Privacy-focused Linux OS Tails 3.9 released
Tails 3.9 is a new version of the privacy-focused live operating system that is based on GNU/Linux. The new version of Tails includes security updates and major changes such as native VeraCrypt integration or usability improvements when installing additional software.
The best option to get started with Tails 3.9 is to head over to the Download page on the project's website. There you find download links for the latest ISO image -- with a size of 1.2 Gigabytes -- and options to download it directly or by using Bittorrent instead.
Downloads can be verified using OpenPGP; details on how to do that are listed on the download page as well.
If you want to know more about Tails in general check out Mike's first look at Tails here.
You can boot into the live operating system directly or install Tails 3.9 instead. Booting into the live system leaves no traces behind on the computer. The installation of Tails on the other hand unlocks new options such as installing new software applications or making modifications to the system that are permanent in nature.
Since you can put Tails on a USB Flash Drive, some of the options are also available when you run it as a live operating system.
Installation is straightforward and there are not any critical decisions that users need to make during installation.
The development team notes that Tails 3.9 is about twice as a slow when started from DVD than earlier versions. The known issue is being investigated right now and may be fixed in Tails 3.10 which is scheduled for a October 23 release.
Tails 3.9 changes
Tails comes with a set of carefully selected software programs. You may install additional software components in Tails and when you do, you do get the option now to install it only once or each time you run Tails.
Users of the new version of Tails can check installed software packages under Applications > System Tool > Additional Software.
Tails 3.9 has native VeraCrypt support. VeraCrypt is a encryption software to encrypt containers or entire disks. It is a cross-platform software program that is based on TrueCrypt, another encryption program that has been discontinued. See Mike's guide on installing VeraCrypt on GNU/Linux systems for additional information about VeryCrypt on GNU/Linux systems.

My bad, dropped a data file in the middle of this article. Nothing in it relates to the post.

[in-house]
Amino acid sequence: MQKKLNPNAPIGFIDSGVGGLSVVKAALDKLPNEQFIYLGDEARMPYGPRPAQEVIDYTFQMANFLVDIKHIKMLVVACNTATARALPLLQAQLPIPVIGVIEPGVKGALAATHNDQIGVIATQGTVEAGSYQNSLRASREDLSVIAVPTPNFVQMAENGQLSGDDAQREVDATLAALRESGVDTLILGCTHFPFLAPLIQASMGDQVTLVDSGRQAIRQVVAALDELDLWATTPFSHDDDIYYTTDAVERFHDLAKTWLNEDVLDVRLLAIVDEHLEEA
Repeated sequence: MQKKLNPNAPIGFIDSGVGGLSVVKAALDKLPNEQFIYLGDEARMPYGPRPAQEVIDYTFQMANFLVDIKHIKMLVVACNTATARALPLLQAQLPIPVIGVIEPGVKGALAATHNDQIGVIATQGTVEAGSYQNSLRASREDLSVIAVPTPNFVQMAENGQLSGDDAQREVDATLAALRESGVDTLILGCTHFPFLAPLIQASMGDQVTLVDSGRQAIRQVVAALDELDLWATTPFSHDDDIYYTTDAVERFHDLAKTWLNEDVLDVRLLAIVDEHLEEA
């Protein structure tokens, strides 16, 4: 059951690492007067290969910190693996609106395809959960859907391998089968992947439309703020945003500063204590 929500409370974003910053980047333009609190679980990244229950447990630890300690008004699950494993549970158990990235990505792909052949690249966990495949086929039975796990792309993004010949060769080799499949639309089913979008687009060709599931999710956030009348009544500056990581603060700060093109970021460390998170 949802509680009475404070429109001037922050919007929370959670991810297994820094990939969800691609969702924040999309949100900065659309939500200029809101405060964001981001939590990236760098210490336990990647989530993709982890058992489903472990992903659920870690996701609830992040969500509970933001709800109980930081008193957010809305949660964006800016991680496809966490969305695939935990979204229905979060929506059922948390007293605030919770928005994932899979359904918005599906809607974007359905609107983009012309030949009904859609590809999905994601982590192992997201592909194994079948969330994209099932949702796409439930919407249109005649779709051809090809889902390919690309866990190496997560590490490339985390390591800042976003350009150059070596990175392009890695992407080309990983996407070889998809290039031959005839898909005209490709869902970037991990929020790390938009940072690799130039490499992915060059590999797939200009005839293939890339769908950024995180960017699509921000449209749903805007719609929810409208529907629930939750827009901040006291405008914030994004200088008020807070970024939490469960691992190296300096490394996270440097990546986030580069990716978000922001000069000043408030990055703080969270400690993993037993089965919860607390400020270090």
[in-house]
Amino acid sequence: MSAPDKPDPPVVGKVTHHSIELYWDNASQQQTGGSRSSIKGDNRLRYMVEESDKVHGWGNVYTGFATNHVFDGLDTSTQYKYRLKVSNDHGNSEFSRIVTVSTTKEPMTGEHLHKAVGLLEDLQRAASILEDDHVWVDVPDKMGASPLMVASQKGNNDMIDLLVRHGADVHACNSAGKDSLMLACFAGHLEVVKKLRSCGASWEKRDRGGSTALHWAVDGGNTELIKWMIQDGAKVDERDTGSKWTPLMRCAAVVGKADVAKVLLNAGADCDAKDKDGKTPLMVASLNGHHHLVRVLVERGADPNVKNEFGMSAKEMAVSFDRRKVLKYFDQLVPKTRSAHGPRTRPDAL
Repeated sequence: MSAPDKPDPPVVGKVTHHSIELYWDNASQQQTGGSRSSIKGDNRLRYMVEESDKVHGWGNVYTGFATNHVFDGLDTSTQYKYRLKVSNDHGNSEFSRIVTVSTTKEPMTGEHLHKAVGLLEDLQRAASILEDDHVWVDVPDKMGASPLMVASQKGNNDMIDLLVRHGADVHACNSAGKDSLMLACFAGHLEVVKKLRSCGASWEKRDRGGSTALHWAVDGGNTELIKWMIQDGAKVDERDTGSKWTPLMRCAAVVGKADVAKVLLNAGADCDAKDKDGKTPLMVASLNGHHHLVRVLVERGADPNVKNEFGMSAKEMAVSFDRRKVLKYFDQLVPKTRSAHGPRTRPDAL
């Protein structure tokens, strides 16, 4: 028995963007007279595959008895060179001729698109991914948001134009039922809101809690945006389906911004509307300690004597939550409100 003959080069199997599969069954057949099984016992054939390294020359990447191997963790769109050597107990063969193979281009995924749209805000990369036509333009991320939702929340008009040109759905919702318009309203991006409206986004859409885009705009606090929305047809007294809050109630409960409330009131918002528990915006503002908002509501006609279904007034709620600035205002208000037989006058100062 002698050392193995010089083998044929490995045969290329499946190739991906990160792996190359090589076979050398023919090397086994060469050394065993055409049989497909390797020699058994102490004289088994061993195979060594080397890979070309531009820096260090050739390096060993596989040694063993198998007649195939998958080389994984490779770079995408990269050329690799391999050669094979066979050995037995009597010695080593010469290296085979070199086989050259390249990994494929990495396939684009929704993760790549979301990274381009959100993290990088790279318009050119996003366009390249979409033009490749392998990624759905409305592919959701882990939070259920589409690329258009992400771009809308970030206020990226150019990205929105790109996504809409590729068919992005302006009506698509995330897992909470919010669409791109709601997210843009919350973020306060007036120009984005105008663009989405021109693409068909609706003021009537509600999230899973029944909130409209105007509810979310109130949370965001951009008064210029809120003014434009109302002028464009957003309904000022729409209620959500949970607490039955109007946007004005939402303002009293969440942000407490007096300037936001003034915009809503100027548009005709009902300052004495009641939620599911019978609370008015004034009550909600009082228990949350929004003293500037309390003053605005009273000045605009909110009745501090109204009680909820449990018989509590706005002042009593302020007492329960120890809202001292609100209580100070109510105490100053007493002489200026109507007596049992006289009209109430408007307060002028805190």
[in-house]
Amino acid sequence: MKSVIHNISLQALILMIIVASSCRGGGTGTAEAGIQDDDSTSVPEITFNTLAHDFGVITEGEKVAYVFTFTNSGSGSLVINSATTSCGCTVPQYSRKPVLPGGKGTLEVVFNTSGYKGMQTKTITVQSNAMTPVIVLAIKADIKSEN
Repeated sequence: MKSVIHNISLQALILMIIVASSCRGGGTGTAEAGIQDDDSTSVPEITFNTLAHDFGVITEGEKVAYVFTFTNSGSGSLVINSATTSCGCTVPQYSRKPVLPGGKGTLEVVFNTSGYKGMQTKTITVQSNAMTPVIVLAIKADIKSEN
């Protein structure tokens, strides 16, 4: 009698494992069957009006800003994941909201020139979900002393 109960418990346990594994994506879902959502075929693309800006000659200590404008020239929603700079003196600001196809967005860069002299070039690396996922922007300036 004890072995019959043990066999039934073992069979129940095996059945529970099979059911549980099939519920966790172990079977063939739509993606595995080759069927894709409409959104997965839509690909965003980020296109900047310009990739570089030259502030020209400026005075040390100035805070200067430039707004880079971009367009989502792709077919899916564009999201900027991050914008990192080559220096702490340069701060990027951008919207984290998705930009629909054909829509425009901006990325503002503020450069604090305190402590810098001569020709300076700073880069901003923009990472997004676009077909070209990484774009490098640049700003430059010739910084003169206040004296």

Several software components included in Tails have been updated. Tails 3.9 features the upgraded Tor Browser 8.0 that is based on Firefox ESR 60.2. You can check out our review of Tor Browser 8.0 and the features that it includes here.
Other components that have been updated include the Thunderbird messaging client which was upgraded to version 60, Tor which was upgraded to 0.3.4.7-rc, and Electrum which was updated to 3.1.3.
Tails 3.9 includes updates for Intel and AMD microcode updates to address various Spectre-based vulnerability issues and an update to Linux 4.17 which fixes the Foreshadow attack.
Thunderbird 60 has been made the new RSS and Atom news feed reader in Tails in the release. It is still possible to install other apps to take over that part, however if you prefer that.
You can check out the full release notes here.
Posters on reddit/tails almost exclusively complain about Tails not working — as opposed to asking for how-to’s or tweaks. This makes me nervous. I have built a couple of Tails flash drives, but I haven’t brought myself to use them.
So … I’m guessing Google Chrome and Microsoft Skype aren’t bundled, default apps, right? [Rimshot!]
“The development team notes that Tails 3.9 is about twice as … slow when started from DVD than earlier versions. The known issue is being investigated right now and may be fixed in Tails 3.10 which is scheduled for a October 23 release.”
Do you think maybe it’s twice as slow because of the Spectre and Foreshadow patches? [Rimshot!]
Thank you, thank you. I’ll be here for the rest of the week. Try the organic free-range wagyu veal, and don’t forget to tip your server.
This secure OS has many flaws: it uses systemd, it has defaults like Google as DNS Server and so on.
Whonix is a better choice IMHO. Best choice is Qubes OS as host and Whonix as guest. Another option is heads, a security distro based on Devuan.
Shodan- do you use Shodan for everyday work? This tool looks for randomly generated data from Shodan. Â Â